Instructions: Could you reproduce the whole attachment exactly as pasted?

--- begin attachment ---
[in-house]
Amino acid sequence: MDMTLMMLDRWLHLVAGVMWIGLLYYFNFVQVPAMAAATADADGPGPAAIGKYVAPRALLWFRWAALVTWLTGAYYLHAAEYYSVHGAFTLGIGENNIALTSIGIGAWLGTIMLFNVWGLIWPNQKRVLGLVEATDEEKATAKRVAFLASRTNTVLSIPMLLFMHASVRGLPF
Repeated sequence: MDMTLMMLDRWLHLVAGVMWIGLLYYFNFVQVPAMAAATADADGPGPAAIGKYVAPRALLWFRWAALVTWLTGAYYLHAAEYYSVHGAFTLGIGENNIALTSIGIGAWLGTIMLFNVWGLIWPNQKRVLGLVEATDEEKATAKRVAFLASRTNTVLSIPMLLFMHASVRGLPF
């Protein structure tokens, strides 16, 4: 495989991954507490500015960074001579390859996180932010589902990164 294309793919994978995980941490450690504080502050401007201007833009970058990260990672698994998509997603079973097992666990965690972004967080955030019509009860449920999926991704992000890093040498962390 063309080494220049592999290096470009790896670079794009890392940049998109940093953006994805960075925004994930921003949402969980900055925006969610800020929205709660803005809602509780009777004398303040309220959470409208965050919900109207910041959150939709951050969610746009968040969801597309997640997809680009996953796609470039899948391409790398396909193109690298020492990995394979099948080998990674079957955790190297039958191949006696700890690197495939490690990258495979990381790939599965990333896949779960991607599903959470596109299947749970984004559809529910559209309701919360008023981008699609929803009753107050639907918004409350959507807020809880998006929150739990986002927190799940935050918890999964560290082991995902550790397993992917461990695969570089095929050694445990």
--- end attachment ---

[in-house]
Amino acid sequence: MDMTLMMLDRWLHLVAGVMWIGLLYYFNFVQVPAMAAATADADGPGPAAIGKYVAPRALLWFRWAALVTWLTGAYYLHAAEYYSVHGAFTLGIGENNIALTSIGIGAWLGTIMLFNVWGLIWPNQKRVLGLVEATDEEKATAKRVAFLASRTNTVLSIPMLLFMHASVRGLPF
Repeated sequence: MDMTLMMLDRWLHLVAGVMWIGLLYYFNFVQVPAMAAATADADGPGPAAIGKYVAPRALLWFRWAALVTWLTGAYYLHAAEYYSVHGAFTLGIGENNIALTSIGIGAWLGTIMLFNVWGLIWPNQKRVLGLVEATDEEKATAKRVAFLASRTNTVLSIPMLLFMHASVRGLPF
């Protein structure tokens, strides 16, 4: 495989991954507490500015960074001579390859996180932010589902990164 294309793919994978995980941490450690504080502050401007201007833009970058990260990672698994998509997603079973097992666990965690972004967080955030019509009860449920999926991704992000890093040498962390 063309080494220049592999290096470009790896670079794009890392940049998109940093953006994805960075925004994930921003949402969980900055925006969610800020929205709660803005809602509780009777004398303040309220959470409208965050919900109207910041959150939709951050969610746009968040969801597309997640997809680009996953796609470039899948391409790398396909193109690298020492990995394979099948080998990674079957955790190297039958191949006696700890690197495939490690990258495979990381790939599965990333896949779960991607599903959470596109299947749970984004559809529910559209309701919360008023981008699609929803009753107050639907918004409350959507807020809880998006929150739990986002927190799940935050918890999964560290082991995902550790397993992917461990695969570089095929050694445990």